Table 1
Numbers of case and control reports available from each of the RBCT triplets for the various analyses.

Variables derived from the questionnaire covered a wide range of farm management, environmental and herd data and were screened using logistic regression, controlling for RBCT triplet and treatment (study design variables) and herd size to model the risk of a TB breakdown. (A full list of variables analysed is presented in the Electronic Appendix.) Non-categorical variables were ln transformed. All variables with a likelihood ratio test (LRT) p-value lesser than or equal to 0.15 compared with the forced covariates model (triplet, treatment and herd size) were made available for a final regression analysis. Models were constructed by backward elimination, considering the contribution of each variable to the variation in the data (by means of a LRT), the significance of the variable in the model and the stability of the remaining parameter estimates and standard errors when the variable was removed. Elimination of variables continued until a stable model was obtained. Interactions between all fitted and forced variables were examined, as were nonlinear terms for non-categorical variables.

The population attributable fraction (λpop: the proportion of the observed disease potentially prevented by removing exposure to each factor) was calculated to compare factors in the regression model (Levin 1953)


where p(E+|D+) is proportion of cases (D+) exposed (E+) to factor and ψmult, adjusted odds ratio (OR) for factor from multiple regression.

To calculate λpop, fitted non-categorical variables were converted to binary variables based on the median response. For protective factors, λpop was calculated using the inverse of ψmult and the proportion of cases not exposed to the factor (p(E|D+)=1p(E+|D+)).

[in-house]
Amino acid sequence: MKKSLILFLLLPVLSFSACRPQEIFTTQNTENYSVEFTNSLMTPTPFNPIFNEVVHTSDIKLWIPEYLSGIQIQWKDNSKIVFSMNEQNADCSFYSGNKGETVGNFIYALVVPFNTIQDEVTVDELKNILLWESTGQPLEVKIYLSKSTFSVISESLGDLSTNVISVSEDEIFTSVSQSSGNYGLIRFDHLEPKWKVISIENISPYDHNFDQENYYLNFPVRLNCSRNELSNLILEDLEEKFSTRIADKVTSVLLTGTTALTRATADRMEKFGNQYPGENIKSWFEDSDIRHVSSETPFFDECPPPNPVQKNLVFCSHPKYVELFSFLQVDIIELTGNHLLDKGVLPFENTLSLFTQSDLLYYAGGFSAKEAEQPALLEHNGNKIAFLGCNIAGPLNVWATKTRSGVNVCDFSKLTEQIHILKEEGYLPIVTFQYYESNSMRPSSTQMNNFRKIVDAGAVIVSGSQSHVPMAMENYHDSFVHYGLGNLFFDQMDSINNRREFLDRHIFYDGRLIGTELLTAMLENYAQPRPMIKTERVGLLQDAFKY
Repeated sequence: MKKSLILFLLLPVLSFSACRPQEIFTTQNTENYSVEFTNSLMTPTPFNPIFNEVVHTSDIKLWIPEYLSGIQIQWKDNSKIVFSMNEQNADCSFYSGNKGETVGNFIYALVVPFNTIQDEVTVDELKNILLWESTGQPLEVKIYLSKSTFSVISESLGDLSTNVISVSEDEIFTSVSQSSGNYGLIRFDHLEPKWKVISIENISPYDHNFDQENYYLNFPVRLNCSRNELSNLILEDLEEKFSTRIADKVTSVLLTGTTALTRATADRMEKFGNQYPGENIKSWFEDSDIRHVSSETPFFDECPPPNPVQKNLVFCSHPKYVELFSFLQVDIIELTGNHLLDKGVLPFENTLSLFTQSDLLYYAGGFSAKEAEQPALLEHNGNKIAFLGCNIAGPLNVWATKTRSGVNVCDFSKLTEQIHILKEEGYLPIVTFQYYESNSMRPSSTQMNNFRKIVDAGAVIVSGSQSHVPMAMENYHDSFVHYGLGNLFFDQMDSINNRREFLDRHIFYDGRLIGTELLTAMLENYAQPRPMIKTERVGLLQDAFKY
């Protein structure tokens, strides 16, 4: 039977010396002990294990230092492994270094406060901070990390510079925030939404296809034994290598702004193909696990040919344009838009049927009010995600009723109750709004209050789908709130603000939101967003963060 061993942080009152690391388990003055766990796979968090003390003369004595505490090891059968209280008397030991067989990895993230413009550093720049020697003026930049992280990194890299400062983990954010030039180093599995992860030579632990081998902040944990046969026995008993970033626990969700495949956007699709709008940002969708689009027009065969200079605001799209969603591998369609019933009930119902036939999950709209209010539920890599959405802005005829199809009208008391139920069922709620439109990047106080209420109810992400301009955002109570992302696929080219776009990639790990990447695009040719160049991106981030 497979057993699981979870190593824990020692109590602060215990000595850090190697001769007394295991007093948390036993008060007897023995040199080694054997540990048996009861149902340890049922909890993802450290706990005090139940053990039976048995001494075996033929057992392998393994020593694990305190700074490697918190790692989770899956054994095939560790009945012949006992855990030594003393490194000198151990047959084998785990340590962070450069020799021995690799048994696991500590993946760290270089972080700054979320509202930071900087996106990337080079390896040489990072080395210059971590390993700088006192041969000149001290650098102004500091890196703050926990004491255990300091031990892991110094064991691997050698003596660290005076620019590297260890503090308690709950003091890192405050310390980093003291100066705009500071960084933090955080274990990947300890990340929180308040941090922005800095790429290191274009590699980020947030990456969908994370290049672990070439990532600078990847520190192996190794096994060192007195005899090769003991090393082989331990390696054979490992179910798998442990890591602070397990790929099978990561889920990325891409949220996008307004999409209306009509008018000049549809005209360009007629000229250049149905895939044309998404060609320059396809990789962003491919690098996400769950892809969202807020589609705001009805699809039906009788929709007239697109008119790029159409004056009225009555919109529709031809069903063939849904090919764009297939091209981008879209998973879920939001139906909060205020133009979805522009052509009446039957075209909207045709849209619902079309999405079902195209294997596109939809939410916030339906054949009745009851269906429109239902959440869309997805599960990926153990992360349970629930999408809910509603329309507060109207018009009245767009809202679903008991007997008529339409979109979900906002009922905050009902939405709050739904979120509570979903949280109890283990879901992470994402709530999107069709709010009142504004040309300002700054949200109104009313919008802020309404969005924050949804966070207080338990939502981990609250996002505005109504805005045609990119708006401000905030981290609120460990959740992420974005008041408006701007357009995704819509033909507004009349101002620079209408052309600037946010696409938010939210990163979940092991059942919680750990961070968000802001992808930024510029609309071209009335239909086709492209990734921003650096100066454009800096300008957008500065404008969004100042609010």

The stability of the findings was examined by fitting alternative regression models. First, herd type (classified as dairy, beef or other) was included as an additional forced covariate. Second, cases were restricted to breakdowns confirmed by either culture of M. bovis or demonstration of visible lesions consistent with M. bovis.

3. Results

In total, 151 case reports and 117 control reports from unique farms were analysed; 111 of the case reports referred to confirmed TB breakdowns (table 1). Case reports were received for 87% of eligible breakdowns. Seven case reports and 46 control reports were discarded as repeat visits. Ten categorical variables (table 2) and one non-categorical variable (total number of farm premises; cases: n=151, mean=2.33, s.e.m.=0.15; controls: n=116, mean=1.74, s.e.m.=0.10) passed the univariable screening, and were used in further analyses.

Table 2
Numbers of case and control farms reporting exposure to categorical variables made available to multiple logistic regression modelling.

The effects of the forced covariates triplet and treatment reflected the relative numbers of cases and controls obtained from each triplet and treatment. There was no effect of herd size, as the controls were selected based on the expected distribution of case herd size.

Seven variables, in addition to the forced covariates, were included in the final regression model (table 3). Movement of cattle on to the farm from either markets or farm sales increased TB risk with odds ratios of 3.26 and 1.93, respectively. Two housing variables were associated with an increased risk of a breakdown, namely use of covered yard housing (OR=4.22) and use of ‘other’ housing types (OR=2.30). Operating herds over multiple premises also increased the TB risk (OR=1.79). Spreading of artificial fertilizers and farmyard manure on grazing land were both associated with a decreased TB risk (OR=0.21 and 0.42, respectively). None of the interaction terms was significant (using Bonferroni's correction for multiple tests) and neither were the nonlinear effects of herd size or number of premises. None of the factors was distinguished on the basis of λpop (range: 0.10 (use of covered yard housing) to 0.39 (use of ‘other’ housing types); table 3).